Workshop on Durafet-based pH sensors highlights importance of collecting reference samples

Ocean pH sensor technology has advanced quickly over the last few years. This is predominately driven by the integration of Honeywell™ Durafet® pH electrodes in oceanographic sensor packages. Durafets sensors contain Ion Sensitive Field Effect Transistor (ISFET) technology, which produces highly precise pH measurements in seawater. Precision is better than 0.005 units pHT and stability of the calibration can be maintained for several months (Martz et al. 2010; Takeshita et al. 2014). These characteristics have made Durafet-based sensors popular among oceanographers and marine biologists alike.Since 2010, multiple Durafet-based pH sensors have become commercially available. Sensors are currently used in estuarine, coastal, and deep-sea ecosystems, underway measurements, profiling floats, and laboratory-based ocean acidification experiments. Durafet-based sensors require specialized expertise for optimal operation and high-quality data acquisition (McLaughlin et al. 2017). The crux of data quality lies in the intricacies associated with calibration of these sensors. While commercial sensors have a factory calibration, this may not be accurate enough for certain marine applications (Figure 1). Most often, users need to perform a calibration using multiple, independent, seawater samples which are then analyzed for pH in the laboratory and used in data processing (Bresnahan et al. 2014). Using such reference samples for calibration, and following proper maintenance, a single SeaFET™ pH sensor can produce high-quality data for multiple years in a coastal environment (Kapsenberg et al. 2017a). Currently, data quality varies among user groups and is associated with experience level (McLaughlin et al. 2017). For this reason, hands-on training provides a beneficial supplement to recently published best practices (Bresnahan et al. 2014; Kapsenberg et al. 2017b; Rivest et al. 2016).

Figure 1.

SeaFET pH time series showing the difference between the factory calibration (grey) and calibration using multiple discrete pH samples collected during a single deployment (black, A). Discrete samples (red) were analyzed using the spectrophotometric pH method with m-cresol indicator dye. Discrete samples show a narrow offset (<0.01 units pHT) from the final calibrated time series (B). These data are a subset of a longer pH time series from the coastal Mediterranean Sea (Kapsenberg et al. 2017a) and a courtesy of Samir Alliouane and Jean-Pierre Gattuso.

Figure 2.

Workshop participants in front of the Bay of Villefranche, France.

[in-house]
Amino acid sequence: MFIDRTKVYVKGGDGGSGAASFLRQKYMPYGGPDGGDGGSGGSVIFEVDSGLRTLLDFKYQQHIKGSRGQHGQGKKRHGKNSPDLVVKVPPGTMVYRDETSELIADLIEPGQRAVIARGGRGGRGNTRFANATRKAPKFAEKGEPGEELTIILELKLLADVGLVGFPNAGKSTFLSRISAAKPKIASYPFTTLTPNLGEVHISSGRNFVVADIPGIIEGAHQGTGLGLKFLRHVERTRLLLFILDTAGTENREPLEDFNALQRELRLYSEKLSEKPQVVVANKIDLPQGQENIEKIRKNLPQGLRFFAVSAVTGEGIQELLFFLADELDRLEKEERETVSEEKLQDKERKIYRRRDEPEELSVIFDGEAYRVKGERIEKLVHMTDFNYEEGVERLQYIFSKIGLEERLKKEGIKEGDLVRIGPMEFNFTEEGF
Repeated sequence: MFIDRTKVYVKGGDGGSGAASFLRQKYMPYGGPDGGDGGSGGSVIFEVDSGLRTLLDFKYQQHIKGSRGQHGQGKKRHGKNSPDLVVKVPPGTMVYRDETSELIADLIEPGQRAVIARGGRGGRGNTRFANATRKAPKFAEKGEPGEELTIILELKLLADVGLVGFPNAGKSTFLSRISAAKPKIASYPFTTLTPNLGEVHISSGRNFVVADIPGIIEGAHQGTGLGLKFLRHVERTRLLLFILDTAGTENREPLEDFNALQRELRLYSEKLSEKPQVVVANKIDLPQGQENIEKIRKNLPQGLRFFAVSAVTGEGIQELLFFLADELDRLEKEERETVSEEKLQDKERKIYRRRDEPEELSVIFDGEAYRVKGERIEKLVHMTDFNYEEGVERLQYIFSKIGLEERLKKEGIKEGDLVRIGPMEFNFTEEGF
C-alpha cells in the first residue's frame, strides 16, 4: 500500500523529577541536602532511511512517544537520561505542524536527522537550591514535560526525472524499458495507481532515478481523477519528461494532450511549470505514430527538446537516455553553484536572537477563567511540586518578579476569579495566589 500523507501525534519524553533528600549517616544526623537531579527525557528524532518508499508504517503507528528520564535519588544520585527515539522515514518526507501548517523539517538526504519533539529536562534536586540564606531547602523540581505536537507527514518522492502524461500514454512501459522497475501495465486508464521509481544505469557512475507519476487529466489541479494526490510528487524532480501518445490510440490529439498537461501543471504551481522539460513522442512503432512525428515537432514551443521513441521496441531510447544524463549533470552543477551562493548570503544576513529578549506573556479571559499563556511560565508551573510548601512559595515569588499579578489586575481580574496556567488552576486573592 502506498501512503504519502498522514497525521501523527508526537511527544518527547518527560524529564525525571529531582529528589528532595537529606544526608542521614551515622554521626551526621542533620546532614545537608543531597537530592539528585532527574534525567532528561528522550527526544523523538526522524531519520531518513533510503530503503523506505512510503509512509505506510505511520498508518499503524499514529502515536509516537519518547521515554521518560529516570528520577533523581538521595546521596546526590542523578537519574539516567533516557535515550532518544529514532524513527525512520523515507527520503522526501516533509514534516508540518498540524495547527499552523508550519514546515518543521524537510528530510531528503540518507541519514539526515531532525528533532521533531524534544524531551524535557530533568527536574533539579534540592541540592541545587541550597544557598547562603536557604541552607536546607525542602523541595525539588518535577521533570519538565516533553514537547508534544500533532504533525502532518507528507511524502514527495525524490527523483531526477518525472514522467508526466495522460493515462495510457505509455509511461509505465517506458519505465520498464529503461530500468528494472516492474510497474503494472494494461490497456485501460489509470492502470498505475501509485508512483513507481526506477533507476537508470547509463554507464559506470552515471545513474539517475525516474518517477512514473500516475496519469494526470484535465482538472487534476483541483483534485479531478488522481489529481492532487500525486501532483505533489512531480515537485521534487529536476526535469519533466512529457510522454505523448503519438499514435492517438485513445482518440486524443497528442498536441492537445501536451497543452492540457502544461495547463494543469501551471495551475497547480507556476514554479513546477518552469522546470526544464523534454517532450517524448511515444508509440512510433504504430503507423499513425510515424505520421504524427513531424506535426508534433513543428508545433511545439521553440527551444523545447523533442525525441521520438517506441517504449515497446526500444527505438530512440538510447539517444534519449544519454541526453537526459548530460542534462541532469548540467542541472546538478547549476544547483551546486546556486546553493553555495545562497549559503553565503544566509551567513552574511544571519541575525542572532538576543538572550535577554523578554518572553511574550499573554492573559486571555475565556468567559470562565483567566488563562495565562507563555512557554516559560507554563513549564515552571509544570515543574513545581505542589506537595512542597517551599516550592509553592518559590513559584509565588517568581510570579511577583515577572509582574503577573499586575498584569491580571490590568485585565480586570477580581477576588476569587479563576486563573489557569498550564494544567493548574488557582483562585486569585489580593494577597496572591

To expand expertise on Durafet-based ocean pH sensors, Samir Alliouane and I ran a two-day workshop on “Best practices for Durafet-based ocean and laboratory pH time-series” at the Villefranche Oceanographic Laboratory in France. The aim of the workshop was to provide participants with a technological overview and the most up-to-date scientific recommendations and data processing tools. Emphasis was placed on understanding the principles of calibration using discrete reference samples, data interpretation, and reporting. Seventeen participants represented nine different countries and ranged from recent PhD graduates to senior research scientists. Most participants were still in the planning stages or had recently started using Durafet-based ocean sensors. Participants had access to a prototype and commercial SeaFET pH sensor as well as Durafets configured for laboratory experiments using commercial analyzers. The workshop highlighted key aspects of Durafet-based sensors that some novice users had previously not considered. The most important aspect was the necessity of acquiring independent pH measurements on discrete seawater samples for calibration and quality control (Figure 1). Ideally, discrete samples are collected in-situ at the deployment site while the sensor is operating. The sampling strategy for this depends on feasibility of frequent site visits, duration of the deployment period, and onset of biofouling. The latter is site-specific and helpful to know before designing a deployment strategy. Discrete samples are analyzed for pH and used to post-calibrate the pH time series coming from the sensor (Bresnahan et al. 2014). As with any instrument, the data are only as accurate as the calibration, so it remains important for users to quantify the level of uncertainty associated with their discrete pH measurements. For sensor packages dealing with raw voltage data, such as the SeaFET™ and SeapHOx™, we introduced new R-functions, which were translated from MATLAB (Bresnahan et al. 2014). These R functions are available in the updated ‘seacarb’ R-package (Gattuso et al. 2017). Use of Durafet sensors in laboratory-based experiments requires different considerations for seawater pH calibration; these methods are outlined in an upcoming publication (Kapsenberg et al. 2017b).

At the conclusion of the workshop, participants indicated a new awareness about the extent of data post-processing required for Durafet-based time series. Others indicated that they would reexamine their initial deployment strategy to maximize the return of high-quality data and minimize effects from common problems such as biofouling.

This workshop established a new international network of marine scientists studying ocean pH dynamics. We hope that this training will lead to high-quality pH observations and advance knowledge on ocean acidification across different marine ecosystems.

Acknowledgments

This workshop was made possible by the National Science Foundation postdoctoral research fellowship awarded to L. Kapsenberg (OCE-1521597).

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